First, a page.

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Addiction is a brain disorder, not a moral failing, says Surgeon General

It’s a necessary shift in how we perceive substance abuse disorders

Obama Delivers Remarks At National Rx Drug Abuse & Heroin Summit Photo by Jessica McGowan/Getty Images

US Surgeon General Vivek Murthy wants Americans to see addiction as a brain disorder instead of a moral failing.

In a new report released today, Murthy writes that, though substance abuse disorders are a public health crisis, many don’t receive the support they need. More people have a substance abuse disorder than have cancer, but only 10 percent receive treatment. And part of the reason people don’t get help is because they’re ashamed of their disease, he says.

"I’m calling for a culture change in how we think about addiction"

It’s not news that substance abuse is a big problem. People have paid a lot of attention to growing rates of addiction, including the so-called opioid epidemic. (Opioids are a class of painkiller, and abuse of prescriptions drugs is on the rise.) More people died from drug overdoses in 2014 than in any year on record, according to the Centers for Disease Control and Prevention. More than six out of 10 of these overdoses involved an opioid.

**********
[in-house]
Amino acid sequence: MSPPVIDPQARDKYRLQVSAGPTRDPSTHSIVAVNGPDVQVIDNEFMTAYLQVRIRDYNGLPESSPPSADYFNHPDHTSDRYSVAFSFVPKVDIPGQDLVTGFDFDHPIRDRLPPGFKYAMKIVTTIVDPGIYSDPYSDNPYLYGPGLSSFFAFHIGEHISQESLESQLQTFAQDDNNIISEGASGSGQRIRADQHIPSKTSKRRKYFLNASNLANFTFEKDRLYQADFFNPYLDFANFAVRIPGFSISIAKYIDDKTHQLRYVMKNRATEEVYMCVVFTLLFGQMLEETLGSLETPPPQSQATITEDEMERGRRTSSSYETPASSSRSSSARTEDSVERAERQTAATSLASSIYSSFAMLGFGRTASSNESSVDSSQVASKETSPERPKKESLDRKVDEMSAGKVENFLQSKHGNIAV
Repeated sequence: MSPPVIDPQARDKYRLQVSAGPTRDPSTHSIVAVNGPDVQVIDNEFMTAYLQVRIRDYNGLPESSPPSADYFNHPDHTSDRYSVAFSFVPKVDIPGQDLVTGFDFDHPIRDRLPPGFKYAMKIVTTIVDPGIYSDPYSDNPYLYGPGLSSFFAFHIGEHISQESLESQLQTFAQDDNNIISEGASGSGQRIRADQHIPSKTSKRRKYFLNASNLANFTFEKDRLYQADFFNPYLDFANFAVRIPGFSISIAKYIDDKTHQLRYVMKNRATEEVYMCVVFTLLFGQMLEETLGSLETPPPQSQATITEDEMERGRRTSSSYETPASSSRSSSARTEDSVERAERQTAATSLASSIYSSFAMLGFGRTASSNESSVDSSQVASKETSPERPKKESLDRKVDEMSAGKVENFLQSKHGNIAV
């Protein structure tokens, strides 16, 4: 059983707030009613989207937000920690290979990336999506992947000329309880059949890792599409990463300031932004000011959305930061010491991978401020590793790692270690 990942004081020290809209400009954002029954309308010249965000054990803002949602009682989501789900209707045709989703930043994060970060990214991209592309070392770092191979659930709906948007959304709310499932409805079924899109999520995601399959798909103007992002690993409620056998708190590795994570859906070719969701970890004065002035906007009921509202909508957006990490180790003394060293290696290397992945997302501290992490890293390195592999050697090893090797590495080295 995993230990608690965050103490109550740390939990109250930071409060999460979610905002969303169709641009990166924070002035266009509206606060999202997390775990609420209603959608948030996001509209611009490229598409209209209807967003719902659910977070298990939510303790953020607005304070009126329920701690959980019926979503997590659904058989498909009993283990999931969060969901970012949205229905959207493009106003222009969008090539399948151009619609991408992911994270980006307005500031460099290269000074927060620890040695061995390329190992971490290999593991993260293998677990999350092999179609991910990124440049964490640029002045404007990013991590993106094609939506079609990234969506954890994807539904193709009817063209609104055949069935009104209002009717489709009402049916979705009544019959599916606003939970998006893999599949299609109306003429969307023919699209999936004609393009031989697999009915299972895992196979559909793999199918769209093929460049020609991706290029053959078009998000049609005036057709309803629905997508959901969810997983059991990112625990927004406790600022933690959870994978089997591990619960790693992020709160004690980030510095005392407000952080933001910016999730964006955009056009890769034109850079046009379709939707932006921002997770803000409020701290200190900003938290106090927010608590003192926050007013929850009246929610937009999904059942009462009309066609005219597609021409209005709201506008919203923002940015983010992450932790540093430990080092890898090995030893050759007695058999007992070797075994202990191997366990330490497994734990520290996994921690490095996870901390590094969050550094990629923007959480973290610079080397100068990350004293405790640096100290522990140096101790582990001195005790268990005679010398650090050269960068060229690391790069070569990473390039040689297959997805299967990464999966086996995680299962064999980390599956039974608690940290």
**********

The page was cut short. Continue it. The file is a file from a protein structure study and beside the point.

But one important change is Murthy’s explicit statement that addiction should be seen as a medical condition. One part of the report explains the neuroscience of addiction, and how drugs disrupt self-control and make recovery very difficult.

Activists have long supported this shift, but the stigma against those with substance abuse disorders remains strong. Earlier this year, police in Ohio publicly posted photos of a couple that had overdosed, a move that many condemned as public shaming. But research has showed that this kind of shaming is not effective in helping people recover, and can even make people turn to drugs or alcohol more.

Murthy hopes that dispelling some of the stigma around addiction will lead to better treatment. "I’m calling for a culture change in how we think about addiction," he told The Washington Post. "Unless we eradicate the negative [stereotypes] . . . we won’t create an environment where people feel comfortable coming forward and asking for help."